World renowned conductor leads musicians
6 June 2008
conductor leads University of Auckland musicians in
One of the world's most respected musicians will conduct The University of Auckland Strings in a Russian Serenade concert later this month.
Professor Wolfram Christ is one of only a few violists who boasts an international reputation as a soloist. He became the Principal Viola of the Berlin Philharmonic Orchestra at the age of just 22.
Between 1995 - 2000, Wolfram Christ was Artistic Director of the Sydney Conservatorium of Music and in recent years he has turned increasingly to conducting. He says his desire to conduct arose from years of playing under such conductors as Herbert von Karajan, Claudio Abbado, Carlos Kleiber, Leonard Bernstein and Nikolaus Harncourt during his two decades with the Berlin Philharmonic.
In addition to conducting professional orchestras of renown, Wolfram Christ is also hailed for his work with student orchestras. His forthcoming visit will mark his fourth time working with School of Music students and The University of Auckland Strings.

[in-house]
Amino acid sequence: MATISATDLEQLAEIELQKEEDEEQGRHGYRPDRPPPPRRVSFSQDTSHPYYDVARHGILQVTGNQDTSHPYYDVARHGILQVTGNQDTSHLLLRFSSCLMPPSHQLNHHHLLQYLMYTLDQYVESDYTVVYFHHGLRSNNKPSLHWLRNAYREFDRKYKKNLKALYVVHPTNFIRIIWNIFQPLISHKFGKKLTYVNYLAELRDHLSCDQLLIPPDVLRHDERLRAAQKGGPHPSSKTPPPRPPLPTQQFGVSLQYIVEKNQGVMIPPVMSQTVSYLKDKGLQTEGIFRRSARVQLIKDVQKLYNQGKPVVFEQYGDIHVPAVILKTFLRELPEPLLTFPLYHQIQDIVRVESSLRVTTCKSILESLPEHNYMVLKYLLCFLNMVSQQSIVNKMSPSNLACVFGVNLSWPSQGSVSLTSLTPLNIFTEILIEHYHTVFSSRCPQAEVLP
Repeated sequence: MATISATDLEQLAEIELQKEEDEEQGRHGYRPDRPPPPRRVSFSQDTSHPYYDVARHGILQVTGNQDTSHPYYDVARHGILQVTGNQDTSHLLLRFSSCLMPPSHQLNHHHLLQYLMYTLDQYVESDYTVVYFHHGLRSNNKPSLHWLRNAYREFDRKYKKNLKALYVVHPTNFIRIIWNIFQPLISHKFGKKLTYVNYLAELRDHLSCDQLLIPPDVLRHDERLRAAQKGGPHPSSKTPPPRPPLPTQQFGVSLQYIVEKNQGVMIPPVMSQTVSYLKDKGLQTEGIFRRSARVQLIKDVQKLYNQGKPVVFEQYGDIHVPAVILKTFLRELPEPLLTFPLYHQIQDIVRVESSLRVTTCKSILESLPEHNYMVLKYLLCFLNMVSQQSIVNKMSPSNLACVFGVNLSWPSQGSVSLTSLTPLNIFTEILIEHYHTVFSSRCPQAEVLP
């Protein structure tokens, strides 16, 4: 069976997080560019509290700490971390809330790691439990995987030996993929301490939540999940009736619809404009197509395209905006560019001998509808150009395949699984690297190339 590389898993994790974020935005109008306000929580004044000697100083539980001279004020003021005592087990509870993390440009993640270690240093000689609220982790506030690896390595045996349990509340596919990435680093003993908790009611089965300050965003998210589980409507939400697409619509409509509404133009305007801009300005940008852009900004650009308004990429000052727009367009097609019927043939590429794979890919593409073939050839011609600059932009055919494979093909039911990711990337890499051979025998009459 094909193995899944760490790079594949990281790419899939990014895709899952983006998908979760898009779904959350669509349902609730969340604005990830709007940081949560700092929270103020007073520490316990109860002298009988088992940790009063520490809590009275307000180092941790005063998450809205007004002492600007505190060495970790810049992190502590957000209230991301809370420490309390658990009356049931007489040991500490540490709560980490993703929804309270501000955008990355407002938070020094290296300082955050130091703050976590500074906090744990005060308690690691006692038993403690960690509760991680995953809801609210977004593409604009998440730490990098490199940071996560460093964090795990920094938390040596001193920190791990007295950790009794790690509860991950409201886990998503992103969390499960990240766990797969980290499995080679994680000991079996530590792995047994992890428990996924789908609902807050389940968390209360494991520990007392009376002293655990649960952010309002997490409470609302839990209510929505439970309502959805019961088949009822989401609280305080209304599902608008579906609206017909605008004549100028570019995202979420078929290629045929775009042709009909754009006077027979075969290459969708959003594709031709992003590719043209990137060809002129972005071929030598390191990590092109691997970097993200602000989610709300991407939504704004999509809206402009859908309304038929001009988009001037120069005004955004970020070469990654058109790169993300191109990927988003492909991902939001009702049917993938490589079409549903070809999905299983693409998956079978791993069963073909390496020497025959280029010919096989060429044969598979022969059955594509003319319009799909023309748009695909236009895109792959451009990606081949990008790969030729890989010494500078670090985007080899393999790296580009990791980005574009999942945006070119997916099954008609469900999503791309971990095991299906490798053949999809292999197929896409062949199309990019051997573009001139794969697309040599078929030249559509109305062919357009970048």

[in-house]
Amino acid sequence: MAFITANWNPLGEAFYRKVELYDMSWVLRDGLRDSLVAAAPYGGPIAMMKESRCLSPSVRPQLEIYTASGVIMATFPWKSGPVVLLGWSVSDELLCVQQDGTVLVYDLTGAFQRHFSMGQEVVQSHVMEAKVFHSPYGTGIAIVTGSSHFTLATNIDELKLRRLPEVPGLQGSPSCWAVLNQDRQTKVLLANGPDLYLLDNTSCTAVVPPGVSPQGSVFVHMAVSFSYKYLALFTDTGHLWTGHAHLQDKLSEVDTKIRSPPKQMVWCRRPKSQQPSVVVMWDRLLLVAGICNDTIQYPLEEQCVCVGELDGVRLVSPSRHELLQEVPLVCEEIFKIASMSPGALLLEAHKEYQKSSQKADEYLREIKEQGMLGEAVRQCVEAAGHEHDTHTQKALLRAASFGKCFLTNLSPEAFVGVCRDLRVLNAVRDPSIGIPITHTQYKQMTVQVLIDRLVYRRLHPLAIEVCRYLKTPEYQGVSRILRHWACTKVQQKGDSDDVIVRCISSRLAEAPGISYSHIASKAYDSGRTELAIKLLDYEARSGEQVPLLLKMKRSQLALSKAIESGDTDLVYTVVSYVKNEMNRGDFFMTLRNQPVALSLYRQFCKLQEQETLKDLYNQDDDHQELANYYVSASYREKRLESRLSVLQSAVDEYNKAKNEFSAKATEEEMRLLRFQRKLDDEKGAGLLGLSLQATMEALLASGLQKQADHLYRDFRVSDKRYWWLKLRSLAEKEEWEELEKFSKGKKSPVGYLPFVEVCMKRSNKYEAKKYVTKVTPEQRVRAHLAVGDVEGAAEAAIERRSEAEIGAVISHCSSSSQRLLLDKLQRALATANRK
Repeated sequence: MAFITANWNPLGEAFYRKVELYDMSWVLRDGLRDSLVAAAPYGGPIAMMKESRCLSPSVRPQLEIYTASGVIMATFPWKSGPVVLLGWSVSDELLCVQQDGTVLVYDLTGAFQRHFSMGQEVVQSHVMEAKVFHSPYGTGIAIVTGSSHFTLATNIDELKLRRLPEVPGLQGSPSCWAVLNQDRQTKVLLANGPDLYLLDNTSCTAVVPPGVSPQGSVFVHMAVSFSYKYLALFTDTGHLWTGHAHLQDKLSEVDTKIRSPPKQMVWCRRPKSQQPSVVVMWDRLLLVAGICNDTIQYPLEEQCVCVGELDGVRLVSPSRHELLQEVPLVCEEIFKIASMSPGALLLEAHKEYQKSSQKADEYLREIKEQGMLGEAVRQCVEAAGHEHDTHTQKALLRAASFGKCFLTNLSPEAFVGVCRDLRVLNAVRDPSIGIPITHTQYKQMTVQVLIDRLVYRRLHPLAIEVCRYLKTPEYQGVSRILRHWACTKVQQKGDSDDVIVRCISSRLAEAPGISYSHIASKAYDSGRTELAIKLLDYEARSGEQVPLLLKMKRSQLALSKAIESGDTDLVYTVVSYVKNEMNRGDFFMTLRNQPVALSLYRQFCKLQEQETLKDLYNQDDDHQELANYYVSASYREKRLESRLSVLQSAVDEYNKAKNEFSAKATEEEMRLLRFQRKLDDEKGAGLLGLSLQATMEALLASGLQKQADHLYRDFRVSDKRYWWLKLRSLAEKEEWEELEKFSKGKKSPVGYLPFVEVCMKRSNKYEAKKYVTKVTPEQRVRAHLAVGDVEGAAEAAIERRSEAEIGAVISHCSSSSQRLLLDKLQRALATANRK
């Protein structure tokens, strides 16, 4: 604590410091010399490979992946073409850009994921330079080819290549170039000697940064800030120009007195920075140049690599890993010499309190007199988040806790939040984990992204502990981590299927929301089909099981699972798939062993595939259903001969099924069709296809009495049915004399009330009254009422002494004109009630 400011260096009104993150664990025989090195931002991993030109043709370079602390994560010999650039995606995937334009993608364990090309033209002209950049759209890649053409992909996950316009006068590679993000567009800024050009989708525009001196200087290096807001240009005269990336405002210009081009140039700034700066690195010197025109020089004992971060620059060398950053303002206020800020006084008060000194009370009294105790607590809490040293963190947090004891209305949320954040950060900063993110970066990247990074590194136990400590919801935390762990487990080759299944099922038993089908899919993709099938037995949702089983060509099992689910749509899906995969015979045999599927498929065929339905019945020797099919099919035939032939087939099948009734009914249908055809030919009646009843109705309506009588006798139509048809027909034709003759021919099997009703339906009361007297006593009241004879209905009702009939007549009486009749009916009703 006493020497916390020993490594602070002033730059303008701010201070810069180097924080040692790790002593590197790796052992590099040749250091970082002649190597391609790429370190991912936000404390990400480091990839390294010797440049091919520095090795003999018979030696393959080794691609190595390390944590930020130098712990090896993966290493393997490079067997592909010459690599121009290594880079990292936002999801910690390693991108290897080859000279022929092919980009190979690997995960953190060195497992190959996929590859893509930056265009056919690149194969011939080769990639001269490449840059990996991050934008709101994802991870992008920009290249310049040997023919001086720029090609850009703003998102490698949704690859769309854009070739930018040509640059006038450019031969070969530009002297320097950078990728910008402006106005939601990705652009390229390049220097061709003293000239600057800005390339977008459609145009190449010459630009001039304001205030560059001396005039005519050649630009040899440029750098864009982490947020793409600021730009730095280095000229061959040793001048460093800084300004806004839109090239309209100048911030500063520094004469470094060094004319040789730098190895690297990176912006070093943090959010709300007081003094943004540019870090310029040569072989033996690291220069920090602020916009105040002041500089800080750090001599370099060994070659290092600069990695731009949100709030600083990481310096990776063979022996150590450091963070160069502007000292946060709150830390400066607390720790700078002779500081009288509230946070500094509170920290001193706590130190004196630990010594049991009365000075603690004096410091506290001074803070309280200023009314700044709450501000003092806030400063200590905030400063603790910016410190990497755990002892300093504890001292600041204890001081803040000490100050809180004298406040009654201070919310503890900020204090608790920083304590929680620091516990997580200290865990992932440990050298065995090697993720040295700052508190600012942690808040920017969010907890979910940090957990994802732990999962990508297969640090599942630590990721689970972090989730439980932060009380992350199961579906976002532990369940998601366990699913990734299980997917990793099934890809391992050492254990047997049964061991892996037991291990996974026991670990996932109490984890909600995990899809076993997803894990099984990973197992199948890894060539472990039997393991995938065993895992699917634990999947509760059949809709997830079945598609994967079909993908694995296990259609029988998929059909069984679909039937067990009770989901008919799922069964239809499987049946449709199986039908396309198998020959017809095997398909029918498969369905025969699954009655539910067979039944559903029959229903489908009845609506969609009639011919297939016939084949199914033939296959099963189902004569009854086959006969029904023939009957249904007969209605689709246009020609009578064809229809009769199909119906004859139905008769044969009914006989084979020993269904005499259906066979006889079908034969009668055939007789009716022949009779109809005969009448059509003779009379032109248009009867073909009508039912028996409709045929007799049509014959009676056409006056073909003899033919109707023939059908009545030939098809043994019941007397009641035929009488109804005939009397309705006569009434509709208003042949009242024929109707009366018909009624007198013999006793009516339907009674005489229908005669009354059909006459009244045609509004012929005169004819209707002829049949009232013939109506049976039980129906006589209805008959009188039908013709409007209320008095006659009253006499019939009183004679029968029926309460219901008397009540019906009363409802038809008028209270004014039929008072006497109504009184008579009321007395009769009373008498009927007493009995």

The Russian Serenade concert comprises Rachmaninov Romance and Scherzo, Alfred Schnittke Moz-Art la Haydn, and Tchaikovsky Serenade Op.48.
"The University's music students are incredibly fortunate to have access to such a world-class artist, conductor and music educator," says School of Music Head Professor Robert Constable. "Under Wolfram Christ's expert guidance the University's young musicians have the opportunity to challenge themselves, hone their skills and make musical advances they may never have imagined possible."
Russian Serenade will be performed at 4pm on Sunday June 22 at the School of Music Theatre (6 Symonds St) at The University of Auckland. Tickets are $30 full price/ $15 concession. To book tickets visit www.ticketdirect.co.nz or phone 0800 224 224 (0800 4 TICKET).
The University of Auckland's National Institute of Creative Arts and Industries comprises the School of Architecture and Planning, Elam School of Fine Arts, the Centre for New Zealand Art Research and Discovery (CNZARD), the School of Music and the Dance Studies Programme.